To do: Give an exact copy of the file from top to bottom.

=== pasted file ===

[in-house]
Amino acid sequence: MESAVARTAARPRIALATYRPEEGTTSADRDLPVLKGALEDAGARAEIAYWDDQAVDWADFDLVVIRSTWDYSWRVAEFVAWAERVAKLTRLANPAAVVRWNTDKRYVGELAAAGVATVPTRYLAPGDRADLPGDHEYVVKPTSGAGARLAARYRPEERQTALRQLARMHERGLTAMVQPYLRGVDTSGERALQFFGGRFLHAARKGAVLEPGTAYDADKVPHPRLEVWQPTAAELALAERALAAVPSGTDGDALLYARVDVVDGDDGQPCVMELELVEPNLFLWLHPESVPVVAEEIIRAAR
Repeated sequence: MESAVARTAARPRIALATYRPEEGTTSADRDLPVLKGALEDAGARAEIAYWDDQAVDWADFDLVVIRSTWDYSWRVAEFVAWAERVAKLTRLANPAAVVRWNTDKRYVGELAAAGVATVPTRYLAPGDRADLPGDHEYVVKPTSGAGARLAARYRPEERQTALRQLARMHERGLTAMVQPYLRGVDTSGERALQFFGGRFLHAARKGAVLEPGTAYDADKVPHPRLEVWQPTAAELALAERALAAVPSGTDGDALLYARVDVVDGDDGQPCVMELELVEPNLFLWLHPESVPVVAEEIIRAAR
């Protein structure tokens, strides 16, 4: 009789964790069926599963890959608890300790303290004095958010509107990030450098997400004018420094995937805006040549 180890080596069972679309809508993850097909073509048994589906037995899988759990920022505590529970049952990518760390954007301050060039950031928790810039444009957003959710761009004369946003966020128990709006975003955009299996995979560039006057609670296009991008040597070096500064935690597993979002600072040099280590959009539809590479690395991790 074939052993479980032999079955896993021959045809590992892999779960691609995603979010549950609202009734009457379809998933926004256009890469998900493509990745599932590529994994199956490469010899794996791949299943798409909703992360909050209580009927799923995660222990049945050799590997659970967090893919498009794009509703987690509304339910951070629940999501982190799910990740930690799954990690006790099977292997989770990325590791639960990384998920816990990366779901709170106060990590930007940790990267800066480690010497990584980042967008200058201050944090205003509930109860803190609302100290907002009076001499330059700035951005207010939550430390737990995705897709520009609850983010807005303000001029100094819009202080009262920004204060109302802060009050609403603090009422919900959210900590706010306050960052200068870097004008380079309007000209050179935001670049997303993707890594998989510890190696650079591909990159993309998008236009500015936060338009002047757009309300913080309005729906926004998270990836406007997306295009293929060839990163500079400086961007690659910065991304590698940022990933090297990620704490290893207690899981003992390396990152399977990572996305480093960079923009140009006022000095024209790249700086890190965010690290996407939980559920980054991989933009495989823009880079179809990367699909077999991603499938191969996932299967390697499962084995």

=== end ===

[in-house]
Amino acid sequence: MESAVARTAARPRIALATYRPEEGTTSADRDLPVLKGALEDAGARAEIAYWDDQAVDWADFDLVVIRSTWDYSWRVAEFVAWAERVAKLTRLANPAAVVRWNTDKRYVGELAAAGVATVPTRYLAPGDRADLPGDHEYVVKPTSGAGARLAARYRPEERQTALRQLARMHERGLTAMVQPYLRGVDTSGERALQFFGGRFLHAARKGAVLEPGTAYDADKVPHPRLEVWQPTAAELALAERALAAVPSGTDGDALLYARVDVVDGDDGQPCVMELELVEPNLFLWLHPESVPVVAEEIIRAAR
Repeated sequence: MESAVARTAARPRIALATYRPEEGTTSADRDLPVLKGALEDAGARAEIAYWDDQAVDWADFDLVVIRSTWDYSWRVAEFVAWAERVAKLTRLANPAAVVRWNTDKRYVGELAAAGVATVPTRYLAPGDRADLPGDHEYVVKPTSGAGARLAARYRPEERQTALRQLARMHERGLTAMVQPYLRGVDTSGERALQFFGGRFLHAARKGAVLEPGTAYDADKVPHPRLEVWQPTAAELALAERALAAVPSGTDGDALLYARVDVVDGDDGQPCVMELELVEPNLFLWLHPESVPVVAEEIIRAAR
């Protein structure tokens, strides 16, 4: 009789964790069926599963890959608890300790303290004095958010509107990030450098997400004018420094995937805006040549 180890080596069972679309809508993850097909073509048994589906037995899988759990920022505590529970049952990518760390954007301050060039950031928790810039444009957003959710761009004369946003966020128990709006975003955009299996995979560039006057609670296009991008040597070096500064935690597993979002600072040099280590959009539809590479690395991790 074939052993479980032999079955896993021959045809590992892999779960691609995603979010549950609202009734009457379809998933926004256009890469998900493509990745599932590529994994199956490469010899794996791949299943798409909703992360909050209580009927799923995660222990049945050799590997659970967090893919498009794009509703987690509304339910951070629940999501982190799910990740930690799954990690006790099977292997989770990325590791639960990384998920816990990366779901709170106060990590930007940790990267800066480690010497990584980042967008200058201050944090205003509930109860803190609302100290907002009076001499330059700035951005207010939550430390737990995705897709520009609850983010807005303000001029100094819009202080009262920004204060109302802060009050609403603090009422919900959210900590706010306050960052200068870097004008380079309007000209050179935001670049997303993707890594998989510890190696650079591909990159993309998008236009500015936060338009002047757009309300913080309005729906926004998270990836406007997306295009293929060839990163500079400086961007690659910065991304590698940022990933090297990620704490290893207690899981003992390396990152399977990572996305480093960079923009140009006022000095024209790249700086890190965010690290996407939980559920980054991989933009495989823009880079179809990367699909077999991603499938191969996932299967390697499962084995």